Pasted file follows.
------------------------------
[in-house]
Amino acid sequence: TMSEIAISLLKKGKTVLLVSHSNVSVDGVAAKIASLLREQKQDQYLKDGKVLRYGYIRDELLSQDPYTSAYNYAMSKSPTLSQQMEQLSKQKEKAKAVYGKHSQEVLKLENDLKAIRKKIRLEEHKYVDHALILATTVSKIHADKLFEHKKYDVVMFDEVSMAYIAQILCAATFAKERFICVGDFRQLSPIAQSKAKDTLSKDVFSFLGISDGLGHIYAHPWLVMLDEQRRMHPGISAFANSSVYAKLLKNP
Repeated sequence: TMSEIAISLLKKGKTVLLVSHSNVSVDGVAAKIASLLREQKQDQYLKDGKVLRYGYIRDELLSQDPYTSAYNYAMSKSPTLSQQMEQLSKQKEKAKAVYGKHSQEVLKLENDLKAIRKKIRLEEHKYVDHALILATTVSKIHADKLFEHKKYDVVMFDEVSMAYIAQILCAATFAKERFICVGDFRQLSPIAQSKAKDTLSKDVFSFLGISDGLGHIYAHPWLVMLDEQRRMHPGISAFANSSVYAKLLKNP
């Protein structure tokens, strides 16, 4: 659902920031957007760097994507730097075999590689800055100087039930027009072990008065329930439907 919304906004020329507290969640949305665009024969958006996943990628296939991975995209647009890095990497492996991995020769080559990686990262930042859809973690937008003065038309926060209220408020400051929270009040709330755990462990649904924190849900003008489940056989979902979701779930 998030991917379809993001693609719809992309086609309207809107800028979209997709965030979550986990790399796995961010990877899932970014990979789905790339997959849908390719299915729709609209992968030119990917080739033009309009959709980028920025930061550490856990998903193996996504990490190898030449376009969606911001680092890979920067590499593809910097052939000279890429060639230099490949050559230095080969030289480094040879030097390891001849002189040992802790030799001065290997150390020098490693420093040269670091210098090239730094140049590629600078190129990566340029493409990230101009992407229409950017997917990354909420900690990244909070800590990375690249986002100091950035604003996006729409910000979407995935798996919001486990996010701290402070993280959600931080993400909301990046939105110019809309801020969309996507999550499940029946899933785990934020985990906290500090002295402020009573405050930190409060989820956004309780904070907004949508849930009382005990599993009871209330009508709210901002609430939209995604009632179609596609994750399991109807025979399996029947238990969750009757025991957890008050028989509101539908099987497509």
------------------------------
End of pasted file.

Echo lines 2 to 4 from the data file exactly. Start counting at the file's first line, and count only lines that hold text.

Amino acid sequence: TMSEIAISLLKKGKTVLLVSHSNVSVDGVAAKIASLLREQKQDQYLKDGKVLRYGYIRDELLSQDPYTSAYNYAMSKSPTLSQQMEQLSKQKEKAKAVYGKHSQEVLKLENDLKAIRKKIRLEEHKYVDHALILATTVSKIHADKLFEHKKYDVVMFDEVSMAYIAQILCAATFAKERFICVGDFRQLSPIAQSKAKDTLSKDVFSFLGISDGLGHIYAHPWLVMLDEQRRMHPGISAFANSSVYAKLLKNP
Repeated sequence: TMSEIAISLLKKGKTVLLVSHSNVSVDGVAAKIASLLREQKQDQYLKDGKVLRYGYIRDELLSQDPYTSAYNYAMSKSPTLSQQMEQLSKQKEKAKAVYGKHSQEVLKLENDLKAIRKKIRLEEHKYVDHALILATTVSKIHADKLFEHKKYDVVMFDEVSMAYIAQILCAATFAKERFICVGDFRQLSPIAQSKAKDTLSKDVFSFLGISDGLGHIYAHPWLVMLDEQRRMHPGISAFANSSVYAKLLKNP
């Protein structure tokens, strides 16, 4: 659902920031957007760097994507730097075999590689800055100087039930027009072990008065329930439907 919304906004020329507290969640949305665009024969958006996943990628296939991975995209647009890095990497492996991995020769080559990686990262930042859809973690937008003065038309926060209220408020400051929270009040709330755990462990649904924190849900003008489940056989979902979701779930 998030991917379809993001693609719809992309086609309207809107800028979209997709965030979550986990790399796995961010990877899932970014990979789905790339997959849908390719299915729709609209992968030119990917080739033009309009959709980028920025930061550490856990998903193996996504990490190898030449376009969606911001680092890979920067590499593809910097052939000279890429060639230099490949050559230095080969030289480094040879030097390891001849002189040992802790030799001065290997150390020098490693420093040269670091210098090239730094140049590629600078190129990566340029493409990230101009992407229409950017997917990354909420900690990244909070800590990375690249986002100091950035604003996006729409910000979407995935798996919001486990996010701290402070993280959600931080993400909301990046939105110019809309801020969309996507999550499940029946899933785990934020985990906290500090002295402020009573405050930190409060989820956004309780904070907004949508849930009382005990599993009871209330009508709210901002609430939209995604009632179609596609994750399991109807025979399996029947238990969750009757025991957890008050028989509101539908099987497509």